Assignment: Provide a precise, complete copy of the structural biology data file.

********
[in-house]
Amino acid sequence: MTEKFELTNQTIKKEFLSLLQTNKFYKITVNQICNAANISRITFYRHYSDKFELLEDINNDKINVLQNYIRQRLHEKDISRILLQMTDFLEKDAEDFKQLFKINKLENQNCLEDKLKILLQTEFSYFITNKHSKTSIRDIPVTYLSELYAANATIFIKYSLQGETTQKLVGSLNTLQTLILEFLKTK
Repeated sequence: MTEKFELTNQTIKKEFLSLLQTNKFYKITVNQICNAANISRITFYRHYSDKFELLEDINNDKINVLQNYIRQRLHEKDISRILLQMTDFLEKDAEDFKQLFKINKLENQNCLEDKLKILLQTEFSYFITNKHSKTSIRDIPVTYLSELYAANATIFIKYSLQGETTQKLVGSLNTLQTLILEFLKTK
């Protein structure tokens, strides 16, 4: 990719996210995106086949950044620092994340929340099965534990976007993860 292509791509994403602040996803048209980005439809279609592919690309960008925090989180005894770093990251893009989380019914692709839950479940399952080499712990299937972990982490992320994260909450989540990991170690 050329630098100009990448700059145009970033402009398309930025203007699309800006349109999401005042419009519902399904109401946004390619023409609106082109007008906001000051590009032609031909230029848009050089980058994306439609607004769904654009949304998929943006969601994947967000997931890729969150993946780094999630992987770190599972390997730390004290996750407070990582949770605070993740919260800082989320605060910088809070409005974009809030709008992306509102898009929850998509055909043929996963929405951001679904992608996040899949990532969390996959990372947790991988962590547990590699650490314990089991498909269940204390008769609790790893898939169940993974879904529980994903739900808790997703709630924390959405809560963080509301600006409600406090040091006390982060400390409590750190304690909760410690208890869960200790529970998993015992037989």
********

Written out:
[in-house]
Amino acid sequence: MTEKFELTNQTIKKEFLSLLQTNKFYKITVNQICNAANISRITFYRHYSDKFELLEDINNDKINVLQNYIRQRLHEKDISRILLQMTDFLEKDAEDFKQLFKINKLENQNCLEDKLKILLQTEFSYFITNKHSKTSIRDIPVTYLSELYAANATIFIKYSLQGETTQKLVGSLNTLQTLILEFLKTK
Repeated sequence: MTEKFELTNQTIKKEFLSLLQTNKFYKITVNQICNAANISRITFYRHYSDKFELLEDINNDKINVLQNYIRQRLHEKDISRILLQMTDFLEKDAEDFKQLFKINKLENQNCLEDKLKILLQTEFSYFITNKHSKTSIRDIPVTYLSELYAANATIFIKYSLQGETTQKLVGSLNTLQTLILEFLKTK
């Protein structure tokens, strides 16, 4: 990719996210995106086949950044620092994340929340099965534990976007993860 292509791509994403602040996803048209980005439809279609592919690309960008925090989180005894770093990251893009989380019914692709839950479940399952080499712990299937972990982490992320994260909450989540990991170690 050329630098100009990448700059145009970033402009398309930025203007699309800006349109999401005042419009519902399904109401946004390619023409609106082109007008906001000051590009032609031909230029848009050089980058994306439609607004769904654009949304998929943006969601994947967000997931890729969150993946780094999630992987770190599972390997730390004290996750407070990582949770605070993740919260800082989320605060910088809070409005974009809030709008992306509102898009929850998509055909043929996963929405951001679904992608996040899949990532969390996959990372947790991988962590547990590699650490314990089991498909269940204390008769609790790893898939169940993974879904529980994903739900808790997703709630924390959405809560963080509301600006409600406090040091006390982060400390409590750190304690909760410690208890869960200790529970998993015992037989």